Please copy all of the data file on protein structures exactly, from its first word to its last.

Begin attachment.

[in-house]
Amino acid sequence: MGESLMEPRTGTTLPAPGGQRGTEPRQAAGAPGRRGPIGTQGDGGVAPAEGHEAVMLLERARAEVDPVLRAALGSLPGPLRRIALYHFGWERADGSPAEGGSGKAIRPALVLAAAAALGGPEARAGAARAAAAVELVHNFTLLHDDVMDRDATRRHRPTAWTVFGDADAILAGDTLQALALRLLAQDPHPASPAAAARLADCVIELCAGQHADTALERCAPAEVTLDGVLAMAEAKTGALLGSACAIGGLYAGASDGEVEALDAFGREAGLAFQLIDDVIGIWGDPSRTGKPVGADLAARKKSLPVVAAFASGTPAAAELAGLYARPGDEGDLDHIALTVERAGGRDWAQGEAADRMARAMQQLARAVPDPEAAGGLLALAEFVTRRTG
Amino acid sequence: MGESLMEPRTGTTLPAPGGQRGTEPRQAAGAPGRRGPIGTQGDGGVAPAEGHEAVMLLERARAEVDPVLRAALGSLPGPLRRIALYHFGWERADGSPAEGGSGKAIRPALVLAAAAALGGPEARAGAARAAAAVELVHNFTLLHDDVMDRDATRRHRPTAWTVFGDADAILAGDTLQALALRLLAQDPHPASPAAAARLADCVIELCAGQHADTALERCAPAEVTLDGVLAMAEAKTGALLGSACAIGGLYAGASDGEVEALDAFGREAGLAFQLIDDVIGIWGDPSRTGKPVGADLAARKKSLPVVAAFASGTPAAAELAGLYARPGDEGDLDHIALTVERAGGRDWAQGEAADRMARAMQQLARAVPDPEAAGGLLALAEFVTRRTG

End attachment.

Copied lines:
[in-house]
Amino acid sequence: MGESLMEPRTGTTLPAPGGQRGTEPRQAAGAPGRRGPIGTQGDGGVAPAEGHEAVMLLERARAEVDPVLRAALGSLPGPLRRIALYHFGWERADGSPAEGGSGKAIRPALVLAAAAALGGPEARAGAARAAAAVELVHNFTLLHDDVMDRDATRRHRPTAWTVFGDADAILAGDTLQALALRLLAQDPHPASPAAAARLADCVIELCAGQHADTALERCAPAEVTLDGVLAMAEAKTGALLGSACAIGGLYAGASDGEVEALDAFGREAGLAFQLIDDVIGIWGDPSRTGKPVGADLAARKKSLPVVAAFASGTPAAAELAGLYARPGDEGDLDHIALTVERAGGRDWAQGEAADRMARAMQQLARAVPDPEAAGGLLALAEFVTRRTG
Amino acid sequence: MGESLMEPRTGTTLPAPGGQRGTEPRQAAGAPGRRGPIGTQGDGGVAPAEGHEAVMLLERARAEVDPVLRAALGSLPGPLRRIALYHFGWERADGSPAEGGSGKAIRPALVLAAAAALGGPEARAGAARAAAAVELVHNFTLLHDDVMDRDATRRHRPTAWTVFGDADAILAGDTLQALALRLLAQDPHPASPAAAARLADCVIELCAGQHADTALERCAPAEVTLDGVLAMAEAKTGALLGSACAIGGLYAGASDGEVEALDAFGREAGLAFQLIDDVIGIWGDPSRTGKPVGADLAARKKSLPVVAAFASGTPAAAELAGLYARPGDEGDLDHIALTVERAGGRDWAQGEAADRMARAMQQLARAVPDPEAAGGLLALAEFVTRRTG